Assets and liabilities were each as much as $500 million, the not-for-profit facility said in a Chapter 11 filing dated yesterday in U.S. Bankruptcy Court in Chicago. The Clare defaulted on bond debt of $229 million in September. Revenue has fallen amid the U.S. economic slowdown, said Judy Amiano, chief executive officer of Clare’s developer, Franciscan Sisters of Chicago Service Corp.
“Prospective senior residents are having difficulty selling their homes and have lost significant amounts of their retirement funds in the financial market, making it difficult, if not impossible, for them to move into or remain in senior housing facilities,” Amiano said in court papers.
The Clare, a retirement and health-care facility for people over 62, opened in December 2008. Before opening, it had deposits for 220 of its 248 independent living units, the Clare said. As of Nov. 1, 82 units were occupied, an occupancy rate of 33 percent, according to court papers.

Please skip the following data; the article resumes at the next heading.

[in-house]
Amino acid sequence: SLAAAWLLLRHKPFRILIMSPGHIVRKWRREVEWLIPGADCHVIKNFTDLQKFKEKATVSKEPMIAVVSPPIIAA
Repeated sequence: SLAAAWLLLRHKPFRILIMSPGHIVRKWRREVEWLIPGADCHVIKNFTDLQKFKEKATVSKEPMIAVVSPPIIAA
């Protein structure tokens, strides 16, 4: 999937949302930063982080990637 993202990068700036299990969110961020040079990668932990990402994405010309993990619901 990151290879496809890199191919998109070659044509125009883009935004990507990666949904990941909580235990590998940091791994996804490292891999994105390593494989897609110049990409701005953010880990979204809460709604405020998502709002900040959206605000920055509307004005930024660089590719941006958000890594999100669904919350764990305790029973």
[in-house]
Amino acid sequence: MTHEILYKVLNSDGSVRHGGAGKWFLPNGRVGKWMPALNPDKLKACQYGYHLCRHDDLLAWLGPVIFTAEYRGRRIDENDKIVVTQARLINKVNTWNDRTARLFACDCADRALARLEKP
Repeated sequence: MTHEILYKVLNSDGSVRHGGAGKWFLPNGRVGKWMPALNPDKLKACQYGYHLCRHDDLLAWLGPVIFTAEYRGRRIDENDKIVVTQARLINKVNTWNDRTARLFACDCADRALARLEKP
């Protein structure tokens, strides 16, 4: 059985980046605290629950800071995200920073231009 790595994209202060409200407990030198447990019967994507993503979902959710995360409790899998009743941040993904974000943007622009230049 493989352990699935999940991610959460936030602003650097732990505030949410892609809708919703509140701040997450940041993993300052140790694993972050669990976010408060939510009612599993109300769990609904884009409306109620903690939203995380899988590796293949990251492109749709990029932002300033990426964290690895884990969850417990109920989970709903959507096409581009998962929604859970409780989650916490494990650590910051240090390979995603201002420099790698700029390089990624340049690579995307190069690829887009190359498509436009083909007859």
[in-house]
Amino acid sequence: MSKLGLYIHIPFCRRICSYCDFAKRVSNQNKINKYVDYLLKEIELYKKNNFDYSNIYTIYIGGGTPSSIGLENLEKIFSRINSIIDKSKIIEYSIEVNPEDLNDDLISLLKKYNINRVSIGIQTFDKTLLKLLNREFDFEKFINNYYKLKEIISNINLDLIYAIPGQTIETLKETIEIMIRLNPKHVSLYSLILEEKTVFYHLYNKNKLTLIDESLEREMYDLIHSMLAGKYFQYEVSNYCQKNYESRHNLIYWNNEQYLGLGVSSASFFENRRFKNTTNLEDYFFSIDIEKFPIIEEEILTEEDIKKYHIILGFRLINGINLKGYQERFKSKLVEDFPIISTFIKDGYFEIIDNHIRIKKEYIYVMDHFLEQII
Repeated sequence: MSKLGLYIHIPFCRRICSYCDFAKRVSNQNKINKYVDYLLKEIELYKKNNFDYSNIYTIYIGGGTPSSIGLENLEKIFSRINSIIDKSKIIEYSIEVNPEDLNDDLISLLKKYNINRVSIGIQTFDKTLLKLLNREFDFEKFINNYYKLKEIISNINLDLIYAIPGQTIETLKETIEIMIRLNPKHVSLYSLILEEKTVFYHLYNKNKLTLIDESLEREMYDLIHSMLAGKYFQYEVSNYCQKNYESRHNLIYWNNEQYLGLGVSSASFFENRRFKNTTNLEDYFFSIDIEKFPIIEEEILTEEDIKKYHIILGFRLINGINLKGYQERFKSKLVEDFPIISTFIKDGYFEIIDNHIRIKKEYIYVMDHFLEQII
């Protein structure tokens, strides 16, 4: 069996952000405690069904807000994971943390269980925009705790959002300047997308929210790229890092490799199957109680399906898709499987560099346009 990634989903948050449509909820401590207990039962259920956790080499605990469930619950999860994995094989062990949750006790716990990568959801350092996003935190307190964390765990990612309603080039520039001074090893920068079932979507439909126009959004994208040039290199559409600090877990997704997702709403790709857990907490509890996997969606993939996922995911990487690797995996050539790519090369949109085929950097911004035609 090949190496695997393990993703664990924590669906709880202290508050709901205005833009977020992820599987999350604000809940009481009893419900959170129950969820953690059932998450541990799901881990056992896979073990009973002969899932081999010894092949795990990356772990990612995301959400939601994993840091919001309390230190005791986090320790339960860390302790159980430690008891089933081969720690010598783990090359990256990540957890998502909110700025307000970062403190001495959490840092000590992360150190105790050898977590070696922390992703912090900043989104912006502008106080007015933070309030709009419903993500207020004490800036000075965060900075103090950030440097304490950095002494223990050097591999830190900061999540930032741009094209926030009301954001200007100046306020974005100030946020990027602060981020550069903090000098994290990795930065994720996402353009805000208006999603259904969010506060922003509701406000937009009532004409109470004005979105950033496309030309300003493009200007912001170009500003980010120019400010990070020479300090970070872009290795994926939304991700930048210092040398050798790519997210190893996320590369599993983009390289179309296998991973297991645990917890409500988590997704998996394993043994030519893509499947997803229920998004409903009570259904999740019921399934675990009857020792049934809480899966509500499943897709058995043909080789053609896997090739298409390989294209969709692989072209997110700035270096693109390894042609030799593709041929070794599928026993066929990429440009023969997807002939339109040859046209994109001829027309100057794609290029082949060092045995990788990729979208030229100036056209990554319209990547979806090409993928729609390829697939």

Construction of the 53-story building on Chicago’s Gold Coast was funded by a $229 million municipal bond offering. Bank of New York Mellon Corp. (BK) is the trustee for the bonds. Bank of America Corp. (BAC) provided the Clare with a $137.5 million letter of credit.
The Clare has a 99-year lease on land owned by Loyola University, the largest unsecured creditor with $1.54 million in unpaid rent. Other unsecured creditors include the city of Chicago for a development obligation of $453,519 and Greystone Development of Irving, Texas, for a contract claim of $356,200.
The residence seeks court approval to borrow as much as $12 million from Redwood Capital Management LLC while in bankruptcy, according to a filing.
“The Clare is dangerously close to running out of working capital,” Amiano said in her declaration.
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